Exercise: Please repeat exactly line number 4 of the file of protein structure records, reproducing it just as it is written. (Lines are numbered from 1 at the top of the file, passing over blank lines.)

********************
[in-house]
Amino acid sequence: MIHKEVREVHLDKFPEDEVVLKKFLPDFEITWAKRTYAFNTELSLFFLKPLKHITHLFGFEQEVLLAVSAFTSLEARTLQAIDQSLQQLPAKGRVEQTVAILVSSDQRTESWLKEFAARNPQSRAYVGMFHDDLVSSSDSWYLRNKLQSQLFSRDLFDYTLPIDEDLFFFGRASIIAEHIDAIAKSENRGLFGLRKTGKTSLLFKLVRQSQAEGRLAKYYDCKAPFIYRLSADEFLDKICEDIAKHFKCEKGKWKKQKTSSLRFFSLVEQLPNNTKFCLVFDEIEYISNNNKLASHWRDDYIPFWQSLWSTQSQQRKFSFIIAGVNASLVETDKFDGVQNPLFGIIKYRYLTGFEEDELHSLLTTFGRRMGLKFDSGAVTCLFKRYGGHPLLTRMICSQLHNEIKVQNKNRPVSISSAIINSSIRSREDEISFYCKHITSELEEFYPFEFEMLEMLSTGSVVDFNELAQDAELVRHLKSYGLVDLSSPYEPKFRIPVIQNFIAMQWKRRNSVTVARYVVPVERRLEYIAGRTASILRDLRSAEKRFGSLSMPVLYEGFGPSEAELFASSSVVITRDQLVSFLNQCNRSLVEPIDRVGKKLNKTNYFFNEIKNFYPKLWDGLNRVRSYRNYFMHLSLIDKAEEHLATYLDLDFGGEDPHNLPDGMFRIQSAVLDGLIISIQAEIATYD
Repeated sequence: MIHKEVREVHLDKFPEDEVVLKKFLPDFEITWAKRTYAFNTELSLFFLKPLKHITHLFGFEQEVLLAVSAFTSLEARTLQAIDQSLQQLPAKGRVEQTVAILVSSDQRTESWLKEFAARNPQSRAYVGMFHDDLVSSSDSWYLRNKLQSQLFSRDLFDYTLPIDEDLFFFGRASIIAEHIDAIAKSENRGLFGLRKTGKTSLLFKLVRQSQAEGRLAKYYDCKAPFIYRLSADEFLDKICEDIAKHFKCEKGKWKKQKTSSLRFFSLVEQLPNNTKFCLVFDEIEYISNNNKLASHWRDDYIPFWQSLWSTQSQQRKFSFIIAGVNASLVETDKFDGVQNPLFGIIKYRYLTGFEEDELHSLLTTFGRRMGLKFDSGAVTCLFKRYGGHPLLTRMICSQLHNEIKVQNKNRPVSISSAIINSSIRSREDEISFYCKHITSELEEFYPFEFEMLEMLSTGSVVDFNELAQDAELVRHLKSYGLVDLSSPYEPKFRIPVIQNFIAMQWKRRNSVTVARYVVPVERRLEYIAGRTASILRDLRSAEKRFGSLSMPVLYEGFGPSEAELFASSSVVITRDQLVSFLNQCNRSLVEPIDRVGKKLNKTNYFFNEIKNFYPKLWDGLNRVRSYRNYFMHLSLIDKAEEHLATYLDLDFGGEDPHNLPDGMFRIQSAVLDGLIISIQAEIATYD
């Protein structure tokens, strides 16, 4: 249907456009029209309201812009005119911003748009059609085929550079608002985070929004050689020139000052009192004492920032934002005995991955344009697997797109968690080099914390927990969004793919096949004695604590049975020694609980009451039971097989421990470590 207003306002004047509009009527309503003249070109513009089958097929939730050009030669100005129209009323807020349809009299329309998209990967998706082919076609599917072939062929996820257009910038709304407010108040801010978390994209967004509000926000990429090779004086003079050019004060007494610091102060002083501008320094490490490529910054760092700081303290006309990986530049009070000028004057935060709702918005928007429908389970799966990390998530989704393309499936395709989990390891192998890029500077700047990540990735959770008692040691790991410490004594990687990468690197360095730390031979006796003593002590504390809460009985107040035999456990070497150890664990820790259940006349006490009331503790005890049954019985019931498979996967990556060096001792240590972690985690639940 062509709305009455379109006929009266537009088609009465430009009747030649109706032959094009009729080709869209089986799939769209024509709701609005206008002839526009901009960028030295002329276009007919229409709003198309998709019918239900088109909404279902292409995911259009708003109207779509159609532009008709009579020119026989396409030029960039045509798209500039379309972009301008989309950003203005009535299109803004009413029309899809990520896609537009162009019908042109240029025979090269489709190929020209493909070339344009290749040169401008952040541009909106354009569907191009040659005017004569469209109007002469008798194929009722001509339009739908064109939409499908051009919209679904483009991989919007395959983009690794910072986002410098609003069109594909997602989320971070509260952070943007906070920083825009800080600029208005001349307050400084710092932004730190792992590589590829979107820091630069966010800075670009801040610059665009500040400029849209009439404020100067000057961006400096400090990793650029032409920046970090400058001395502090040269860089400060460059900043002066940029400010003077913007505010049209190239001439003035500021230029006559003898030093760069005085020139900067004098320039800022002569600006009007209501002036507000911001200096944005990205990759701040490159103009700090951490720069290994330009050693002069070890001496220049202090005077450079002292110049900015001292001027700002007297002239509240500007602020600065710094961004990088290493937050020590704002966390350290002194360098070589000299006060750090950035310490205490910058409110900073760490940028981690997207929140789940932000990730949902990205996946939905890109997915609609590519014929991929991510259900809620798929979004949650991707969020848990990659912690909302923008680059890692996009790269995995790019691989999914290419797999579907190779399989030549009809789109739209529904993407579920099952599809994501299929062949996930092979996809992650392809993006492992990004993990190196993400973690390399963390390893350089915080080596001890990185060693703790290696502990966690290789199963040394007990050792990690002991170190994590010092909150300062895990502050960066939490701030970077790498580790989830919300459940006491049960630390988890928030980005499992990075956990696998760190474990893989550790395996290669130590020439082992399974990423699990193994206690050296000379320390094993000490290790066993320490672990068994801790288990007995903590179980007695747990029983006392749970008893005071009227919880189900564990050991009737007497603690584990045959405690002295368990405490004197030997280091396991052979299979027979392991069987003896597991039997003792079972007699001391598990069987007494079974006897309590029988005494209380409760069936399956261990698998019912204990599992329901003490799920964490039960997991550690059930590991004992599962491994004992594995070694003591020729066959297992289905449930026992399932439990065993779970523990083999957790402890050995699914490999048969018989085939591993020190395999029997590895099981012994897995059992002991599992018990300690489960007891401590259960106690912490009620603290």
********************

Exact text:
């Protein structure tokens, strides 16, 4: 249907456009029209309201812009005119911003748009059609085929550079608002985070929004050689020139000052009192004492920032934002005995991955344009697997797109968690080099914390927990969004793919096949004695604590049975020694609980009451039971097989421990470590 207003306002004047509009009527309503003249070109513009089958097929939730050009030669100005129209009323807020349809009299329309998209990967998706082919076609599917072939062929996820257009910038709304407010108040801010978390994209967004509000926000990429090779004086003079050019004060007494610091102060002083501008320094490490490529910054760092700081303290006309990986530049009070000028004057935060709702918005928007429908389970799966990390998530989704393309499936395709989990390891192998890029500077700047990540990735959770008692040691790991410490004594990687990468690197360095730390031979006796003593002590504390809460009985107040035999456990070497150890664990820790259940006349006490009331503790005890049954019985019931498979996967990556060096001792240590972690985690639940 062509709305009455379109006929009266537009088609009465430009009747030649109706032959094009009729080709869209089986799939769209024509709701609005206008002839526009901009960028030295002329276009007919229409709003198309998709019918239900088109909404279902292409995911259009708003109207779509159609532009008709009579020119026989396409030029960039045509798209500039379309972009301008989309950003203005009535299109803004009413029309899809990520896609537009162009019908042109240029025979090269489709190929020209493909070339344009290749040169401008952040541009909106354009569907191009040659005017004569469209109007002469008798194929009722001509339009739908064109939409499908051009919209679904483009991989919007395959983009690794910072986002410098609003069109594909997602989320971070509260952070943007906070920083825009800080600029208005001349307050400084710092932004730190792992590589590829979107820091630069966010800075670009801040610059665009500040400029849209009439404020100067000057961006400096400090990793650029032409920046970090400058001395502090040269860089400060460059900043002066940029400010003077913007505010049209190239001439003035500021230029006559003898030093760069005085020139900067004098320039800022002569600006009007209501002036507000911001200096944005990205990759701040490159103009700090951490720069290994330009050693002069070890001496220049202090005077450079002292110049900015001292001027700002007297002239509240500007602020600065710094961004990088290493937050020590704002966390350290002194360098070589000299006060750090950035310490205490910058409110900073760490940028981690997207929140789940932000990730949902990205996946939905890109997915609609590519014929991929991510259900809620798929979004949650991707969020848990990659912690909302923008680059890692996009790269995995790019691989999914290419797999579907190779399989030549009809789109739209529904993407579920099952599809994501299929062949996930092979996809992650392809993006492992990004993990190196993400973690390399963390390893350089915080080596001890990185060693703790290696502990966690290789199963040394007990050792990690002991170190994590010092909150300062895990502050960066939490701030970077790498580790989830919300459940006491049960630390988890928030980005499992990075956990696998760190474990893989550790395996290669130590020439082992399974990423699990193994206690050296000379320390094993000490290790066993320490672990068994801790288990007995903590179980007695747990029983006392749970008893005071009227919880189900564990050991009737007497603690584990045959405690002295368990405490004197030997280091396991052979299979027979392991069987003896597991039997003792079972007699001391598990069987007494079974006897309590029988005494209380409760069936399956261990698998019912204990599992329901003490799920964490039960997991550690059930590991004992599962491994004992594995070694003591020729066959297992289905449930026992399932439990065993779970523990083999957790402890050995699914490999048969018989085939591993020190395999029997590895099981012994897995059992002991599992018990300690489960007891401590259960106690912490009620603290």